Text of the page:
Consumer expectations about house prices have bounced back to levels before the Brexit vote, the Building Societies Association’s Property Tracker survey has revealed.
Almost half (49%) of consumers expect house prices to rise in the next 12 months, with just one in 10 (10%) expecting them to fall.
Paul Broadhead (pictured), head of mortgage policy at the BSA, said: “The worst case scenarios for the economy immediately after the UK voted to leave the EU clearly didn’t come to pass, and this has fed through to people’s higher expectations for future house prices.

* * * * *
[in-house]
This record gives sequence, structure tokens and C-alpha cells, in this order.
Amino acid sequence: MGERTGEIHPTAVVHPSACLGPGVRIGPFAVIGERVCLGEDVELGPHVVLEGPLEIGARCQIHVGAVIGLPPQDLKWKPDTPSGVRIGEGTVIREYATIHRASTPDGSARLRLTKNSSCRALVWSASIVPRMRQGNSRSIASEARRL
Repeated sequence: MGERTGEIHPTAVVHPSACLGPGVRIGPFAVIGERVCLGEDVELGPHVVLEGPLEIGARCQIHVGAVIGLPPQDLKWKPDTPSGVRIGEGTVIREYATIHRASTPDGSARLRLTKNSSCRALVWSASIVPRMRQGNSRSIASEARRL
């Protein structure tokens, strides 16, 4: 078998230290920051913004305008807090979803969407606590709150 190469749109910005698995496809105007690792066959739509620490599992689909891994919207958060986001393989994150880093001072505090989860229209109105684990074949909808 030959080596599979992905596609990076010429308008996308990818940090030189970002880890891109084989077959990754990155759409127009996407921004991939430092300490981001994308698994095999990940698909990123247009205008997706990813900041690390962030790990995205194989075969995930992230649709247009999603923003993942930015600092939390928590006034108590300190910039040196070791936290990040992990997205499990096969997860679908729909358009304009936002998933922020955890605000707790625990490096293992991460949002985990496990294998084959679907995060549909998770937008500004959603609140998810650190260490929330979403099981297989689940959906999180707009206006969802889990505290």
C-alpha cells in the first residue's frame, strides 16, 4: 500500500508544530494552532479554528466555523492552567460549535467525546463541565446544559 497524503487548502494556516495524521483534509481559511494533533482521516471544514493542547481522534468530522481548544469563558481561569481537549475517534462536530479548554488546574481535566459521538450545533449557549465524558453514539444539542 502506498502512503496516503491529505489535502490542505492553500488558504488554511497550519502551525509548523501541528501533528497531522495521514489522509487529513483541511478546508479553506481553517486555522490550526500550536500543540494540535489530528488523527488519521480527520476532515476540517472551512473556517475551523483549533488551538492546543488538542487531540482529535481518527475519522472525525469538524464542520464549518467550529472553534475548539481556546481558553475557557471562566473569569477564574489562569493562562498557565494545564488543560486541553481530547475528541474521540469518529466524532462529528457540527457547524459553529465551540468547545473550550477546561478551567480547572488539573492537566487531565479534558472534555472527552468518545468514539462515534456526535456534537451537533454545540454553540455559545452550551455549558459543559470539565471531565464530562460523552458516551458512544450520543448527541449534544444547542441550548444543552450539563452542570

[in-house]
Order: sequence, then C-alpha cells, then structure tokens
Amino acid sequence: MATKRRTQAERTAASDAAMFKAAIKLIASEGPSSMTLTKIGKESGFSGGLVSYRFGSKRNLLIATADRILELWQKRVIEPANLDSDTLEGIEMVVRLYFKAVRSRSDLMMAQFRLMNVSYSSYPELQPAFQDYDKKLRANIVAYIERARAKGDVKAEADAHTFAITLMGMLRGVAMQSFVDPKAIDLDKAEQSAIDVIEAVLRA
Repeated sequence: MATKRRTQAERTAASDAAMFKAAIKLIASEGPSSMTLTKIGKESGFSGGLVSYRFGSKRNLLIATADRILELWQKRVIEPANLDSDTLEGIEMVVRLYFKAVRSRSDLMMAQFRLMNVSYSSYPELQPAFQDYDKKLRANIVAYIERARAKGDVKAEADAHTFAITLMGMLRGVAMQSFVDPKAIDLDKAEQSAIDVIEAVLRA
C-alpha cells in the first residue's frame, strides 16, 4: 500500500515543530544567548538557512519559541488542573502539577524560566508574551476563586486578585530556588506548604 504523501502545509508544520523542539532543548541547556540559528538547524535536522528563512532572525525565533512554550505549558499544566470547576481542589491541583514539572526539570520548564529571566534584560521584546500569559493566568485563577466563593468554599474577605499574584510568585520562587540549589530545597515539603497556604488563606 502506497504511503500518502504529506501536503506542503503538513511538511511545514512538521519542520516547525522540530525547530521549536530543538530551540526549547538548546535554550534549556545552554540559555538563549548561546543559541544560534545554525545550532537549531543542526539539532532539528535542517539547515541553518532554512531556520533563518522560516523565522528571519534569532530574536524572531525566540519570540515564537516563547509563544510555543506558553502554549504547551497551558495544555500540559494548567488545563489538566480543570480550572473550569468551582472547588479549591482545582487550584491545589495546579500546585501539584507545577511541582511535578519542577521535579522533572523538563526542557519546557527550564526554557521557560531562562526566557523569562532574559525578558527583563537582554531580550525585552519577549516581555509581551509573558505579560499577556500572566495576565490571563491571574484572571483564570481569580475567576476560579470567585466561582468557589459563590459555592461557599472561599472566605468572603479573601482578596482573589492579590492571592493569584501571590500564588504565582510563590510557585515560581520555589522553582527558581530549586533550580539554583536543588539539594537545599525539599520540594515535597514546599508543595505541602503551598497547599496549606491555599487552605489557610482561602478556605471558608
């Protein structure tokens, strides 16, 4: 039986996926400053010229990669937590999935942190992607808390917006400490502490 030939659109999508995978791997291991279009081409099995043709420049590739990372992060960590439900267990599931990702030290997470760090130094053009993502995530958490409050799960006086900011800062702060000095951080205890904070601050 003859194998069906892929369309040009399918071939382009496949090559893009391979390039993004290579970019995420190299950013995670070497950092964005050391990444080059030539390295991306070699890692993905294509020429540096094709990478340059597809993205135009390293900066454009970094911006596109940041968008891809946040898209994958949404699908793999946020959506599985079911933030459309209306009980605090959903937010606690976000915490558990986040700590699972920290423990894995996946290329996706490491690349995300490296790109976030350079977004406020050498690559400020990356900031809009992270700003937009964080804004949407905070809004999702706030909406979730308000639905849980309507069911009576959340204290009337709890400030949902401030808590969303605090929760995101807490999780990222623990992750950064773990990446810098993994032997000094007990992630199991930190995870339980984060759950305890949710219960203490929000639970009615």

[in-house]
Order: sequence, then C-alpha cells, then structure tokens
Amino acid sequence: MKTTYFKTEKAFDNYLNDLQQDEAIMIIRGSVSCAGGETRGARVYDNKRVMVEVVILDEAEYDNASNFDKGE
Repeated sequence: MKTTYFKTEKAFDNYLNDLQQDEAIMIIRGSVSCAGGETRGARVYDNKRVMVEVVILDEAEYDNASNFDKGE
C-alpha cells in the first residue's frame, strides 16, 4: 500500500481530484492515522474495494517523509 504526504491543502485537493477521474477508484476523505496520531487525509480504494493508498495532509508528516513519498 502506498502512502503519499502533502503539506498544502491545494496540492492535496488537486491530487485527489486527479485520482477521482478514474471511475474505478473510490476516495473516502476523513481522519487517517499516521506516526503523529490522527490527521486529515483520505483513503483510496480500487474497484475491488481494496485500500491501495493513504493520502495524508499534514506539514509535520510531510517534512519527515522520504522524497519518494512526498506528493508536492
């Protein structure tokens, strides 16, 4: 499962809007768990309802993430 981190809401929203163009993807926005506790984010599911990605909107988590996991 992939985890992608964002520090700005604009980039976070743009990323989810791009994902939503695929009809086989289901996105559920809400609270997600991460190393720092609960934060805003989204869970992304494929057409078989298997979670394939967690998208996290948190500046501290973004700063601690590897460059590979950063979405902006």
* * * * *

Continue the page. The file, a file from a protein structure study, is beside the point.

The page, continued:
“However, we are only just starting the negotiations around the exit process. Consumer views on the housing market and their prospects in it are likely to alter as the negotiation proceeds.
“Today, with actual house prices still rising above earnings in many regions, raising a deposit is an intractable issue. It particularly impacts first time buyers, but second steppers aren’t immune. Higher consumer price inflation will also adversely affect people’s ability to build a deposit in the year ahead.
“No single action can fully address the housing issues consumers face, but increasing the supply of homes would go a long way to limit rising prices. A period of house price stability would in my view be welcome.”
Two thirds (67%) of consumers see raising a deposit as their main challenge in buying a home, while half (49%) say getting a large enough mortgage is a barrier.
Other common worries are affording monthly mortgage payments and a lack of job security.